One has to be an optimist to see the report by the Senate agriculture committee on farmland ownership as providing the ultimate solution to the protection of farmland and a decline of the number of farms, but so be it. Optimism it is — if the recommendations are heartily embraced and enacted full throttle.
Remembering, of course, that this is a Senate report, whose usual locale is a shelf.
Still, the committee, in its report called A Growing Concern: How to Keep Farmland in the Hands of Canadian Farmers, recognized the trend toward farmland loss, higher land prices — which makes it harder for new farmers to get started — and ownership passing into hands of institutional investors whose motive is investment for profit rather than farming.
Unfortunately the report, which was released last month, barely touched the issue of the growing farm sizes and thus the decline in the number of smaller and mid-sized farms. To be fair, the 2016 Agricultural Census wasn’t out when the committee conducted much of its work, but the trend toward larger farms and fewer farmers was well-known.
For context, it’s worth reiterating the trends found in the 2016 ag census:
- The age of farmers is increasing. More than half are 55 or older, up seven percent from the 2011 census.
- There are almost six percent fewer farms.
- The average farm size is increasing.
- There are eight percent fewer farmers in the crucial 35 to 54 age category.
- Only one farm in 12 has a succession plan, which makes it easier to pass along farms to the next generation.
The Senate committee’s report made several recommendations to keep farmland in the hands of Canadians — the most direct one being that the lifetime capital gains exemption of $1 million on farms be increased because it no longer reflects the reality of farm costs.
That would make it easier to pass on farms to the next generation, but it does not address the growth in the size of farms. Farmers can sell to anyone, including other large farm operations.
It does, to some degree, address the issue of profitability, which is the ultimate prize in attracting new farmers. Young people considering farming are turned off by large investments and low profitability.
The 2016 census found that the number of farmers younger than 35 actually increased by eight percent since 2011. That was attributed to increased profitability of farms for a five-year stretch, leaving prospective farmers with room for optimism.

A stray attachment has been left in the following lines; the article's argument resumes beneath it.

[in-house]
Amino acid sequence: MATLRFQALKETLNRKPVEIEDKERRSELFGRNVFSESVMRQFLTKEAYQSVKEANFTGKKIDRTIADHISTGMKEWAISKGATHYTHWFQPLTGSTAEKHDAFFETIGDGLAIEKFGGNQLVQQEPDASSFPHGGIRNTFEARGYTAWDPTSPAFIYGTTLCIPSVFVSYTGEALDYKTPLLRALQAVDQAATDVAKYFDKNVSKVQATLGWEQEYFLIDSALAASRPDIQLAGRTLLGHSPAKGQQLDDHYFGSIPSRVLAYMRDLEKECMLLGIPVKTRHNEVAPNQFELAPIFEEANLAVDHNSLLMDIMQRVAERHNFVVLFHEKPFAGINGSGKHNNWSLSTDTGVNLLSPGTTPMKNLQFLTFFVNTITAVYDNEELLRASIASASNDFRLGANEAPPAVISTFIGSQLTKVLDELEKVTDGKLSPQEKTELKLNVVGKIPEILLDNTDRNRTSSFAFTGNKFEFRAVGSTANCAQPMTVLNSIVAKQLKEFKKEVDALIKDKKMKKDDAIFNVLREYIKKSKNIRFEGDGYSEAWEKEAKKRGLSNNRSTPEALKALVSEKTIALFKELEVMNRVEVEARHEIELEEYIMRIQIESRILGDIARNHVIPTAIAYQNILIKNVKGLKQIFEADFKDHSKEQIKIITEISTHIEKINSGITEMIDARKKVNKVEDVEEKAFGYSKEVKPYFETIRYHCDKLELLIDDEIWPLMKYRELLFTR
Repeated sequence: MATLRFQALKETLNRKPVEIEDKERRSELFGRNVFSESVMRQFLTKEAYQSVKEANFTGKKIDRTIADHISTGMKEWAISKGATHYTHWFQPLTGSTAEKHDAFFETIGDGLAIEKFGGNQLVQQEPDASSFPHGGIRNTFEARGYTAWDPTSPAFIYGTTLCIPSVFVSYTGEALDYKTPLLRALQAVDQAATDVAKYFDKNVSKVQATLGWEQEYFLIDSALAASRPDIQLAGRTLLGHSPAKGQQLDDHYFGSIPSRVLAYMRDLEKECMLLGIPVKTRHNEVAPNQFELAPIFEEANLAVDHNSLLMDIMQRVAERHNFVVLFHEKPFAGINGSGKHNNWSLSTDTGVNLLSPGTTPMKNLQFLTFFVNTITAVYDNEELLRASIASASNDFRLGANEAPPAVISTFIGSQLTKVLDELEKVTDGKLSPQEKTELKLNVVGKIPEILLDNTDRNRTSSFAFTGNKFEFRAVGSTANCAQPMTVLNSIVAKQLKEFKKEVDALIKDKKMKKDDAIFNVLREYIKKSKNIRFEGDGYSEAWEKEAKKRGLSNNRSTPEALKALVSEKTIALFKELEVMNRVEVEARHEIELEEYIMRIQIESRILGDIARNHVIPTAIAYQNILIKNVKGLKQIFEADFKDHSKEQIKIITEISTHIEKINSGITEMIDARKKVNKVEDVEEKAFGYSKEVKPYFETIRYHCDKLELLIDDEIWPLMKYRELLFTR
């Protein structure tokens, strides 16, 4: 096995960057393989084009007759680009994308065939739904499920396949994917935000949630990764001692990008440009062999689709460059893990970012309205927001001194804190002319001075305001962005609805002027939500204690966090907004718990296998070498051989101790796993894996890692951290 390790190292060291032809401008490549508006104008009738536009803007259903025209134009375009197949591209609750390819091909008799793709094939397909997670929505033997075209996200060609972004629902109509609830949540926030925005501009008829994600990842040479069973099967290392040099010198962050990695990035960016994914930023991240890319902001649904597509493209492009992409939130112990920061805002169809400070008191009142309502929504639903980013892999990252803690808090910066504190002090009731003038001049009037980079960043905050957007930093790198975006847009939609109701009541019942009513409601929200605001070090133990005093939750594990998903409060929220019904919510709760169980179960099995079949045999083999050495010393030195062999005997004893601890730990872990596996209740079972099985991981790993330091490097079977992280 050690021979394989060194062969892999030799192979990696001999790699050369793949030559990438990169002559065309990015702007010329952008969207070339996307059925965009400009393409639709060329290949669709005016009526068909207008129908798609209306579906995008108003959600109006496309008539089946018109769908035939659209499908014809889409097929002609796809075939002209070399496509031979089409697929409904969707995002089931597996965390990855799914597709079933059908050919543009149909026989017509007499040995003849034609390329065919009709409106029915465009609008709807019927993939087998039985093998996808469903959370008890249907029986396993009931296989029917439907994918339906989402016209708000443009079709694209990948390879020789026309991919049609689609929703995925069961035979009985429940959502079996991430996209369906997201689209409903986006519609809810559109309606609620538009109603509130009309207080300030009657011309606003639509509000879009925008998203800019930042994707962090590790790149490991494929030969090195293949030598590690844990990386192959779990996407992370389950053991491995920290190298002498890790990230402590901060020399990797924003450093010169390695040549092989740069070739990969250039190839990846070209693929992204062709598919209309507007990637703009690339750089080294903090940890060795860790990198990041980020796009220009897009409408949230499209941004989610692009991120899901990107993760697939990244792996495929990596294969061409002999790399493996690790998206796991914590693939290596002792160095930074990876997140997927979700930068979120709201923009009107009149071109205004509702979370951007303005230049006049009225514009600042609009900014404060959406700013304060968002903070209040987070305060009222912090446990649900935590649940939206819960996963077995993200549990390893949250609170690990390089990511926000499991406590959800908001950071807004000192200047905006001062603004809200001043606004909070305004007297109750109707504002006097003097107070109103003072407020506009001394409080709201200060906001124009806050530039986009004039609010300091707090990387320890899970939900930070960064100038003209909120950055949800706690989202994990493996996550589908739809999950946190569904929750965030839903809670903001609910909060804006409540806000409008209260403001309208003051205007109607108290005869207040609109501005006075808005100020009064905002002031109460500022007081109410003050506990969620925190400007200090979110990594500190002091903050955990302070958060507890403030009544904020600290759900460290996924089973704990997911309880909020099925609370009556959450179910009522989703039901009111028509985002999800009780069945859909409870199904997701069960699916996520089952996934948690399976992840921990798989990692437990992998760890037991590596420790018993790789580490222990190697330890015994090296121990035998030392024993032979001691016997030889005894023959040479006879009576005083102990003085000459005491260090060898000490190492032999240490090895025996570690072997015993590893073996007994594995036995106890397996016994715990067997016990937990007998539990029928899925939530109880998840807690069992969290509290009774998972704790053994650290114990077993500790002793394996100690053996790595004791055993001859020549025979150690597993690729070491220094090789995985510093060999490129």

Since farmland is a provincial jurisdiction, the Senate report makes several recommendations about co-operation among jurisdictions for tracking farmland use, which, presumably, may generate new policies at some point in the future.
However, it is not a healthy sector that has fewer and fewer owners who own larger and larger properties.
The report encourages various lenders —Farm Credit Canada, banks, and governments — to continue to provide loans for young farmers. That’s fine, as far as it goes, but these programs do not appear to be enough.
And a recommendation to improve co-operation among various levels of government to create better soil maps in order to assist with land-use planning is welcome, but not life-changing.
The consolidation of farms is an enormously difficult issue that would likely require massive government (or government-encouraged) grant and loan structures and debt forgiveness to attract more young farmers because profitability is the ultimate magnet.
But we’re unlikely to see the enthusiasm for such policies in the near future.
Will the recommendations on land tracking and land use bear fruit quickly enough to generate useful government policy?
Such optimism requires not just optimism, but naivete.
Karen Briere, Bruce Dyck, Barb Glen, Brian MacLeod and Michael Raine collaborate in the writing of Western Producer editorials.